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Margarethe von Trotta
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Jean Pierre Lefebvre
J. Léo Gagnon,
This is an English language film (made in America) adapted from a novel by German author Erich Maria Remarque. The film follows a group of German schoolboys, talked into enlisting at the beginning of World War 1 by their jingoistic teacher. The story is told entirely through the experiences of the young German recruits and highlights the tragedy of war through the eyes of individuals. As the boys witness death and mutilation all around them, any preconceptions about "the enemy" and the "rights and wrongs" of the conflict disappear, leaving them angry and bewildered. This is highlighted in the scene where Paul mortally wounds a French soldier and then weeps bitterly as he fights to save his life while trapped in a shell crater with the body. The film is not about heroism but about drudgery and futility and the gulf between the concept of war and the actuality. Written by
Michele Wilkinson, University of Cambridge Language Centre, <firstname.lastname@example.org>
The film begins in a classroom. Outside, martial music is blaring and the professor inside the room is lecturing the boys about their duty to the Fatherland and encouraging them all to as a group in the German army at the outbreak of WWI. The film is exceptional in how it captures the enthusiasm and naiveté of the boys--as they imagine glory awaiting them after they enlist! Even in boot camp, the mood is light and the new recruits are excited about seeing their first action. This perfectly sets the stage for the actual war--not the sanitized or "fun" war of many films but the hellish and pointless mess that was WWI. The rest of the film is brutally honest and harsh and shows how the students die off one-by-one and the remaining students become more and more jaded and emotionally dead due to the fighting.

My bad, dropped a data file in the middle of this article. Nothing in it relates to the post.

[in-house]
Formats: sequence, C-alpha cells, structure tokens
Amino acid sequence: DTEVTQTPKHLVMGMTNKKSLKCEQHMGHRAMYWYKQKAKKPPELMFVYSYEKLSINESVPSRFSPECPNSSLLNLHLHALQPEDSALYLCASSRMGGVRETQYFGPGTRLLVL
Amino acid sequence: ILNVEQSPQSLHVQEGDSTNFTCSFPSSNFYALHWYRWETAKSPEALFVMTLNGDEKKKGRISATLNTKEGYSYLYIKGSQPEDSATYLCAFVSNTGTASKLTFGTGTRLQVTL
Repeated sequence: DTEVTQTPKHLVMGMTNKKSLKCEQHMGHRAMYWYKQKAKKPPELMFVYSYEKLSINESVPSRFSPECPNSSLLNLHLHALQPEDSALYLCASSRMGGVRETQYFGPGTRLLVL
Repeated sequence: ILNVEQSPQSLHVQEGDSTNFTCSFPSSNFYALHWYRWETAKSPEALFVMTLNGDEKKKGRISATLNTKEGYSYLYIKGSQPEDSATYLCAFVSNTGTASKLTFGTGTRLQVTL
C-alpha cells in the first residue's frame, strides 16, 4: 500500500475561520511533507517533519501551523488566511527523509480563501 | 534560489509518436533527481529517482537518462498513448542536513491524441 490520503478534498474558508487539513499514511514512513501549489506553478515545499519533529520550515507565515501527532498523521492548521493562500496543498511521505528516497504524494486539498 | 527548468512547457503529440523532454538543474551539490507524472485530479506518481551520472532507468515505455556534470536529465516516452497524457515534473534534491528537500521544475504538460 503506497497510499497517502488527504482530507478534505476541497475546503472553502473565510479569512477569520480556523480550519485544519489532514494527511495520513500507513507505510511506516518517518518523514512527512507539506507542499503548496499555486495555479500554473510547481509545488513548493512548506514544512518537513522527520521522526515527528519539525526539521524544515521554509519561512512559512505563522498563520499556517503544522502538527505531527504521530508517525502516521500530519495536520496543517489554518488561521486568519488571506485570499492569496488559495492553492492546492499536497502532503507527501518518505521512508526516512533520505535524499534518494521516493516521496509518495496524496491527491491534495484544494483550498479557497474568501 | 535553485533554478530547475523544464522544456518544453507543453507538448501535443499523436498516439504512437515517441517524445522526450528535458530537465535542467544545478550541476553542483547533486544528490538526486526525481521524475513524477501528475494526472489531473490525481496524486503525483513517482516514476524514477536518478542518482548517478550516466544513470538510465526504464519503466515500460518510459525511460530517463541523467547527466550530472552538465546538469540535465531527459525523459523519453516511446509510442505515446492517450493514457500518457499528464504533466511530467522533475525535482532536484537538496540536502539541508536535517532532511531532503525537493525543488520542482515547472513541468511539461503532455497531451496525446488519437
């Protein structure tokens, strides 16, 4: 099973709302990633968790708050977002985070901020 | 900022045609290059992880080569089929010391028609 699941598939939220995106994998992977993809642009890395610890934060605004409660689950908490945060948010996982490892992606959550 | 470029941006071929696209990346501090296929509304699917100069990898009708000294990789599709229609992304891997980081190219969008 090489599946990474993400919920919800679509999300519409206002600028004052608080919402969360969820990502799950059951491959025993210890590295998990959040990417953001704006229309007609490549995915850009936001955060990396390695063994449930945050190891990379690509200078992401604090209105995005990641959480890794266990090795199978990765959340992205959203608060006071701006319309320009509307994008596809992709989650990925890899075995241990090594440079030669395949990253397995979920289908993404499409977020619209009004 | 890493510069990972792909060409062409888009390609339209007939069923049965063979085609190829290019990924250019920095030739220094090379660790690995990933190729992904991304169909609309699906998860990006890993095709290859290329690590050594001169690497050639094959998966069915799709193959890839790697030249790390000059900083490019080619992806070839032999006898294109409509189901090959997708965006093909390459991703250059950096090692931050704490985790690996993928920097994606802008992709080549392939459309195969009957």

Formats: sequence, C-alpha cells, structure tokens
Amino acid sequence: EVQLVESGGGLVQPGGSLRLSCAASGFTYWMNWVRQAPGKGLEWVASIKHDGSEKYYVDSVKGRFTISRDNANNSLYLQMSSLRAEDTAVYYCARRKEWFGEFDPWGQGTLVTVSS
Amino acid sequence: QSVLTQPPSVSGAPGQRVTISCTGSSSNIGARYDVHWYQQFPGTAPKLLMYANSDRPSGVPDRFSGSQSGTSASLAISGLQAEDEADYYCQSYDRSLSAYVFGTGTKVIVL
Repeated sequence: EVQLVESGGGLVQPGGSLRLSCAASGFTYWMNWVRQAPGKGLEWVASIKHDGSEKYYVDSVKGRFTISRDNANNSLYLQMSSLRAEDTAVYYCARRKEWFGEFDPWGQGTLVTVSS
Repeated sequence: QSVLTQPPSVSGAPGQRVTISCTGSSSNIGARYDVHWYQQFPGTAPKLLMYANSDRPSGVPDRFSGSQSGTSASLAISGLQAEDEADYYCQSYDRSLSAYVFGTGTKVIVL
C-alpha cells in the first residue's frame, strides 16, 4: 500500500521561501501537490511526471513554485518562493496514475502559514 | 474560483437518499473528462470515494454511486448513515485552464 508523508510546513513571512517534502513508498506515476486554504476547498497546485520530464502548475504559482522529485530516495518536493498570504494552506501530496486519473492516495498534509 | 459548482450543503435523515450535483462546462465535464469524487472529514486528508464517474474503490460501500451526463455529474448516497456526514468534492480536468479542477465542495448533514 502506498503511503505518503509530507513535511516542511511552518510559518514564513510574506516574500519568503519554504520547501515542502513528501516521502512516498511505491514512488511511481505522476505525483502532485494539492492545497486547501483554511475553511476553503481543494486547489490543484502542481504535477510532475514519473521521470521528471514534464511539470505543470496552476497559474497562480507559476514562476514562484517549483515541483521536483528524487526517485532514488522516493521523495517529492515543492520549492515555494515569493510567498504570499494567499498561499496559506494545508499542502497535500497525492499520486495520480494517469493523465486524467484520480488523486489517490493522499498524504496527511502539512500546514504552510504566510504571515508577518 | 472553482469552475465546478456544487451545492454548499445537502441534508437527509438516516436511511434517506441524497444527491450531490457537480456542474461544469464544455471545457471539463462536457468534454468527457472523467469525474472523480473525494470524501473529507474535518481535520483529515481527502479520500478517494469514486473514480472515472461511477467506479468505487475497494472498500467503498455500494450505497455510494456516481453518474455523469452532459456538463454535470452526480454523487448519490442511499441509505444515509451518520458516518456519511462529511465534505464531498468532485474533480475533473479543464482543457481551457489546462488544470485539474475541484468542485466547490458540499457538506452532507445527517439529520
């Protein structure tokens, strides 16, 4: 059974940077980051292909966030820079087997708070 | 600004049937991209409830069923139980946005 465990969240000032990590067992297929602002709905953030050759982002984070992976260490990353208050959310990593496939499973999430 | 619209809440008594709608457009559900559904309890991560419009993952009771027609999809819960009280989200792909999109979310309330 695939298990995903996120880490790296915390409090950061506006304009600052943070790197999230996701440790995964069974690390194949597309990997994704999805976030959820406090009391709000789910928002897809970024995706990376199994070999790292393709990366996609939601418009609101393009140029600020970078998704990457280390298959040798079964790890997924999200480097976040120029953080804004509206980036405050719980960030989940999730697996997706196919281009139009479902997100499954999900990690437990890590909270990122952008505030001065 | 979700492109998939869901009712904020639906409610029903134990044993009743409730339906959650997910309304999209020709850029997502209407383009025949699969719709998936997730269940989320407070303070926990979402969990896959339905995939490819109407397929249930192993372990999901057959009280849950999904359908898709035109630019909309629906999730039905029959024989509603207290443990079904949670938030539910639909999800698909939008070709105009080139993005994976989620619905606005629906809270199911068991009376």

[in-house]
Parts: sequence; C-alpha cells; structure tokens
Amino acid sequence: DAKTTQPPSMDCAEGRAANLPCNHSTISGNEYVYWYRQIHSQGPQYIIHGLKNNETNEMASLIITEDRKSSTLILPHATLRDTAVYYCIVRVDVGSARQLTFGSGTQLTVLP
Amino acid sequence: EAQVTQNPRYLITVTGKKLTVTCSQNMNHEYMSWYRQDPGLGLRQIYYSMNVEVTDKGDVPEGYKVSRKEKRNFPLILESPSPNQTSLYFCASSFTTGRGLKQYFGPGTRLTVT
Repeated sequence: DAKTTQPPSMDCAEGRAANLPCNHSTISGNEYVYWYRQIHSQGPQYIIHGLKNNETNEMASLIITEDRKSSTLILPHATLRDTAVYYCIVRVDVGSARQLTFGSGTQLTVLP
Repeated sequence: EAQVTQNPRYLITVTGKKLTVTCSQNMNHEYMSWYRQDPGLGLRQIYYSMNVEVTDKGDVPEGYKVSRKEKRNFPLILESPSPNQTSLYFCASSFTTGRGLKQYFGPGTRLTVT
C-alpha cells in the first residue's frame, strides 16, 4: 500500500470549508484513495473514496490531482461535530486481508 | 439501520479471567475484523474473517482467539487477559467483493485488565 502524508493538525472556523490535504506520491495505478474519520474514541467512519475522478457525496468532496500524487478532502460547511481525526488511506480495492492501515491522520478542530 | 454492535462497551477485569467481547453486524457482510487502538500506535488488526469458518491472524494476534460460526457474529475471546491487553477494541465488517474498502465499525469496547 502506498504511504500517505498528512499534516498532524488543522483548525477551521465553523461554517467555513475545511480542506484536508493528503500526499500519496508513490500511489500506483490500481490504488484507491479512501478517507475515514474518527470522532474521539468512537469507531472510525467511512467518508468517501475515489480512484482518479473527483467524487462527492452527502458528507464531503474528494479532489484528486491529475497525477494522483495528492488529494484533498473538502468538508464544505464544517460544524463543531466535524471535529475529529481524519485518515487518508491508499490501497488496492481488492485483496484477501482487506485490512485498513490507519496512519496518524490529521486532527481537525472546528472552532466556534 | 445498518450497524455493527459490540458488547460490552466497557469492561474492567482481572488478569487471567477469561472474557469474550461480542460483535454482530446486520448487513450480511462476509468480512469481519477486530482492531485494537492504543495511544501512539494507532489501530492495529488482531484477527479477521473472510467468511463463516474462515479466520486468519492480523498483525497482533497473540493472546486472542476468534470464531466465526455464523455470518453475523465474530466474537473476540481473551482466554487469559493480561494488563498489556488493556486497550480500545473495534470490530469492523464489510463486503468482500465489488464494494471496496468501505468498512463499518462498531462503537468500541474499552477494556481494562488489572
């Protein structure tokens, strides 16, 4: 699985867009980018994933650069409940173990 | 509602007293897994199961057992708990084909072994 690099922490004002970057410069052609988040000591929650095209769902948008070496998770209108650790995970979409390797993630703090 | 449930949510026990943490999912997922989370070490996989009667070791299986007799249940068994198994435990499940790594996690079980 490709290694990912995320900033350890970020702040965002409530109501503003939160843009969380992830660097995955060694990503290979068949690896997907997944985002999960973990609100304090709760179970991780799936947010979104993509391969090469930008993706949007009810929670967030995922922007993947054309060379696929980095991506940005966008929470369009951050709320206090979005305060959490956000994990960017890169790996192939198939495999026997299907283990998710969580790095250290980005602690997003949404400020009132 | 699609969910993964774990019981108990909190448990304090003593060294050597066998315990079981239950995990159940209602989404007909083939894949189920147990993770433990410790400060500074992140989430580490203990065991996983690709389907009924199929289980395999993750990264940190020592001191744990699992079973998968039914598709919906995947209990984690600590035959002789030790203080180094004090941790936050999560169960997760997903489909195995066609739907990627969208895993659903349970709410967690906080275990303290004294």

I love this film and strongly recommend it to anyone who considers themselves to be a film buff. Part of my love of the film is because it was made relatively shortly after the war and the uniforms, trucks, etc. all appear correct for the period. Many years later, a made for TV version of this film appeared with Ernest Borgnine and Richard Thomas. It, too, was excellent but also was perhaps a bit too polished and pretty--lacking some of the grit of the original. Great acting, direction and production all made this original THE best of the anti-war films of the 1920s and 30s.
Other similar great movies I strongly recommend are J'ACCUSE (French), WESTFRONT 1918 (German), THE BIG PARADE (USA--silent) and THE EAGLE AND THE HAWK (USA). All excel at portraying war in a truthful and non-glamorized manner--it's just a shame that their impact of the world as a whole was negligible--particularly in Germany--where Fascism would soon replace the anti-war sentiment of the book ALL QUIET ON THE WESTERN FRONT. In fact, his books and this film were banned once the Nazis came to power just a few years later.
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